World Bank to Stop Funding Oil Production by 2019

Oil Refinery
Oil Refinery

Oil Refinery/CC

The World Bank will stop funding after 2019 the exploration and exploitation of oil and gas, the organization said Tuesday at the climate summit in Paris.

The multilateral institution hopes to “align with the objectives of the Paris agreement” the funding it grants to states around the globe, the group says in a statement, a decision hailed by the NGO Greenpeace.

While more and more financial players are showing their willingness to disengage from coal, the most polluting energy source, the World Bank is the first multilateral bank to make such a commitment to distance itself from oil and gas exploration and production.

“It was time for the World Bank to take action on this issue, it was time to pave the way,” Jim Yong Kim, president of the World Bank, told the press.

“We must try to look at what energy production will be in the world in the future,” he added, referring to the rise of solar power, electricity storage technologies and geothermal energy.

In 2016, World Bank financing in the oil and gas industry accounted for nearly $ 1.6 billion, less than 5% of all funding in the same year.

Financing for exploration and production accounted for about 2% of the Bank’s portfolio, which claims to be “in line” with its goal of dedicating 28% of its loans to the fight for climate change by 2020.

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However, in certain “exceptional circumstances”, the Bank may continue to finance projects in gas “in the poorest countries where there is a clear benefit in terms of access to energy”, and provided that they are not in contradiction with the commitments of these countries in the international agreement of Paris on the climate, signed in 2015.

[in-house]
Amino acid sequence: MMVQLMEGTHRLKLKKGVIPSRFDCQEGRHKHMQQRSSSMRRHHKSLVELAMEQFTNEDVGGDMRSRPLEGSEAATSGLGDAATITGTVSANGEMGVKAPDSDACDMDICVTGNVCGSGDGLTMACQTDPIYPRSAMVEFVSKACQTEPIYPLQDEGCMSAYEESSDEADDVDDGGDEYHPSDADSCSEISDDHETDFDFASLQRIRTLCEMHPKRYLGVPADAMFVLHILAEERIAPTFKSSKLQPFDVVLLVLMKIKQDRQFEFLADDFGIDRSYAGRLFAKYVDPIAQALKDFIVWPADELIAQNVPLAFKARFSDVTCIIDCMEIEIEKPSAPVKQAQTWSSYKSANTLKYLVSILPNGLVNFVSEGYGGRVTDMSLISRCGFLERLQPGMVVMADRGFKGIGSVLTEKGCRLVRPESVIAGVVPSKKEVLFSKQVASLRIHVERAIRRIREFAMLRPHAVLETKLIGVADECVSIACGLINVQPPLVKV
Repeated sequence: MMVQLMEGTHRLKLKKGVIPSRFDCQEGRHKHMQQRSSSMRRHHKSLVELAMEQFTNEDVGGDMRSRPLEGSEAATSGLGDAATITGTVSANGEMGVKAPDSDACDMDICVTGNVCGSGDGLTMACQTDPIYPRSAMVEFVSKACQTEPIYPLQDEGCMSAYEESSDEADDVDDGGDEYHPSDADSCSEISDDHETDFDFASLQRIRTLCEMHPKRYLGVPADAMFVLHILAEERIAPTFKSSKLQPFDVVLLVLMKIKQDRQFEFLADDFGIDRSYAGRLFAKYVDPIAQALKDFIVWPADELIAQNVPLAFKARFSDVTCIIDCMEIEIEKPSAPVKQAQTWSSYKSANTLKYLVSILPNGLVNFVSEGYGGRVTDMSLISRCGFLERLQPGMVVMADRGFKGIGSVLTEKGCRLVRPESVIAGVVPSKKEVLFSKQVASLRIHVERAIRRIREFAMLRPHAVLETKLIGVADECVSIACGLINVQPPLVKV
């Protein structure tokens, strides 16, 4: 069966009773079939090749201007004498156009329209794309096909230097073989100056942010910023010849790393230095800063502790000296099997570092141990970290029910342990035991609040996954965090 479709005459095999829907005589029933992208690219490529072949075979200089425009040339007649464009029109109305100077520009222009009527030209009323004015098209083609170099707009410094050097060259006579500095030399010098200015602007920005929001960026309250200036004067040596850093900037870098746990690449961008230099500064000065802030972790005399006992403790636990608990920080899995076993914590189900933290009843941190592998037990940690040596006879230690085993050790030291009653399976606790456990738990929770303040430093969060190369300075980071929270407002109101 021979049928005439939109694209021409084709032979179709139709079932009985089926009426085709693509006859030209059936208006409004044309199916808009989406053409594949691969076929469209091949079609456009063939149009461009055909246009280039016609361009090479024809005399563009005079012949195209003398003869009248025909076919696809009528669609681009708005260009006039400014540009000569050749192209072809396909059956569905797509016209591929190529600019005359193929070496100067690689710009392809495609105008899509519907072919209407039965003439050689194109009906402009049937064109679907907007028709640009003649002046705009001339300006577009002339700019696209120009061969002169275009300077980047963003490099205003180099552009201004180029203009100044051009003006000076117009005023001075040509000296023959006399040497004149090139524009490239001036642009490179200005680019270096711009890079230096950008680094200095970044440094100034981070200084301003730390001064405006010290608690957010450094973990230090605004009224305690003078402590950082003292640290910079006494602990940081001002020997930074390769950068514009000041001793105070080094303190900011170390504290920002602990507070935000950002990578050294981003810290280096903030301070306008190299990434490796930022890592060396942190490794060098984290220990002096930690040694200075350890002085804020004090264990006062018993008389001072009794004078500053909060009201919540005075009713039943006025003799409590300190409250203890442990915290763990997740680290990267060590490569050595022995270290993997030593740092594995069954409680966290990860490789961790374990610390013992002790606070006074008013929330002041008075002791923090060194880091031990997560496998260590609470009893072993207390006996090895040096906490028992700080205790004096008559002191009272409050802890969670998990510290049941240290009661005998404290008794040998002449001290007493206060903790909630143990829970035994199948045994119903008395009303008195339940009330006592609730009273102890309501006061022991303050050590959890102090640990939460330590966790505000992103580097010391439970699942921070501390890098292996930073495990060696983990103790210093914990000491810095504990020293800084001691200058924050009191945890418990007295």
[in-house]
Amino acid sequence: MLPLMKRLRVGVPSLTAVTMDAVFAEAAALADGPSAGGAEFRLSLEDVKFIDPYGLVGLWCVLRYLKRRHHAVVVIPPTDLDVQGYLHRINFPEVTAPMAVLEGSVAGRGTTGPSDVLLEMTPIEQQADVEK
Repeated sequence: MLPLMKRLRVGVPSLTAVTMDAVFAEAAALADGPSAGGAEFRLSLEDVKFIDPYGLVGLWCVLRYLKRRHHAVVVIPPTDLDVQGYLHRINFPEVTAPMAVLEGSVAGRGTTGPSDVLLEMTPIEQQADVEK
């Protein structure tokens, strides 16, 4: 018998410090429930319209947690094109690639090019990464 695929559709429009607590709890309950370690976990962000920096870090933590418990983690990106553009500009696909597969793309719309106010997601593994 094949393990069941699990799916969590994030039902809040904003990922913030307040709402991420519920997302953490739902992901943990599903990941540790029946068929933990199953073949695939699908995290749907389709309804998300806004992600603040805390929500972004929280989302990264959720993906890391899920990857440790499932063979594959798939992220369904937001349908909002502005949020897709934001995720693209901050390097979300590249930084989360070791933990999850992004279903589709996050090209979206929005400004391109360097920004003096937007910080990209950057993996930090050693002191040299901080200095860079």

Last month, the Central Bank of Norway also recommended the withdrawal of the country’s sovereign wealth fund, the largest in the world, from the oil and gas sector.

“The end is clear for the oil and gas industry,” Greenpeace responded. Believing that the World Bank’s decision is a clear “no-confidence motion” to the fossil fuel industry. The NGO is now calling on other financial institutions to follow suit.

In addition, starting next year, the institution, which is the largest multilateral bank in the world, will publish annually the greenhouse gas emissions of the projects it finances in the most emitting sectors, like energy.

It will also generalize the inclusion of an internal price of carbon in its future investments.

The World Bank is the co-organizer, with the UN, of the climate summit which was held in Paris on Tuesday.

The objective of this meeting, initiated by French President Emmanuel Macron, is to strengthen the mobilization of global finance, private and public, to fight against global warming.

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Many experts (associations, economists) have called in recent days to remove fossil fuel subsidies (coal, oil, gas) in order to finance the development of renewable energy and thus limit global warming below 2 degrees, the objective of the Paris Agreement.

Shakes Gilles

Editor of The Talking Democrat. He enjoys bike riding, kayaking and playing soccer. On a slow weekend, you'll find him with a book by the lake.